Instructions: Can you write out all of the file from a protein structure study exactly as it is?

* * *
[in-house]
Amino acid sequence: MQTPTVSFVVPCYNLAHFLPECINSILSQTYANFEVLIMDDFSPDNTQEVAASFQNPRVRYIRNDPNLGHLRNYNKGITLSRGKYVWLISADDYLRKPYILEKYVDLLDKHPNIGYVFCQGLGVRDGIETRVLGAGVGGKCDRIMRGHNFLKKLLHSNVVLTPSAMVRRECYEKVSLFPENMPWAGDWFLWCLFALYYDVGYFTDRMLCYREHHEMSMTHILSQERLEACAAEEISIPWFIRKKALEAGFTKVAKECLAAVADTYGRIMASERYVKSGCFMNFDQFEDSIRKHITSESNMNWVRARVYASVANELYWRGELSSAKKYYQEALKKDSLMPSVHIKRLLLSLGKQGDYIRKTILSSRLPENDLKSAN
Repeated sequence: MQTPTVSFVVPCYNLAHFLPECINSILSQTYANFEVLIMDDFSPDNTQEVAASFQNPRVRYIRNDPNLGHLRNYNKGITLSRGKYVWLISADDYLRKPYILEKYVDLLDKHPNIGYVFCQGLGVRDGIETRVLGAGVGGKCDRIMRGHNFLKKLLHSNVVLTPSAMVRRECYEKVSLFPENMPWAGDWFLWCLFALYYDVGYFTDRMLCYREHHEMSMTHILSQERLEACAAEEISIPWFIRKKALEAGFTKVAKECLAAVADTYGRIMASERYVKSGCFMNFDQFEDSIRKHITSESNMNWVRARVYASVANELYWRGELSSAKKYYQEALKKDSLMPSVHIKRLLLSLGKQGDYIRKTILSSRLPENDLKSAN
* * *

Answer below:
[in-house]
Amino acid sequence: MQTPTVSFVVPCYNLAHFLPECINSILSQTYANFEVLIMDDFSPDNTQEVAASFQNPRVRYIRNDPNLGHLRNYNKGITLSRGKYVWLISADDYLRKPYILEKYVDLLDKHPNIGYVFCQGLGVRDGIETRVLGAGVGGKCDRIMRGHNFLKKLLHSNVVLTPSAMVRRECYEKVSLFPENMPWAGDWFLWCLFALYYDVGYFTDRMLCYREHHEMSMTHILSQERLEACAAEEISIPWFIRKKALEAGFTKVAKECLAAVADTYGRIMASERYVKSGCFMNFDQFEDSIRKHITSESNMNWVRARVYASVANELYWRGELSSAKKYYQEALKKDSLMPSVHIKRLLLSLGKQGDYIRKTILSSRLPENDLKSAN
Repeated sequence: MQTPTVSFVVPCYNLAHFLPECINSILSQTYANFEVLIMDDFSPDNTQEVAASFQNPRVRYIRNDPNLGHLRNYNKGITLSRGKYVWLISADDYLRKPYILEKYVDLLDKHPNIGYVFCQGLGVRDGIETRVLGAGVGGKCDRIMRGHNFLKKLLHSNVVLTPSAMVRRECYEKVSLFPENMPWAGDWFLWCLFALYYDVGYFTDRMLCYREHHEMSMTHILSQERLEACAAEEISIPWFIRKKALEAGFTKVAKECLAAVADTYGRIMASERYVKSGCFMNFDQFEDSIRKHITSESNMNWVRARVYASVANELYWRGELSSAKKYYQEALKKDSLMPSVHIKRLLLSLGKQGDYIRKTILSSRLPENDLKSAN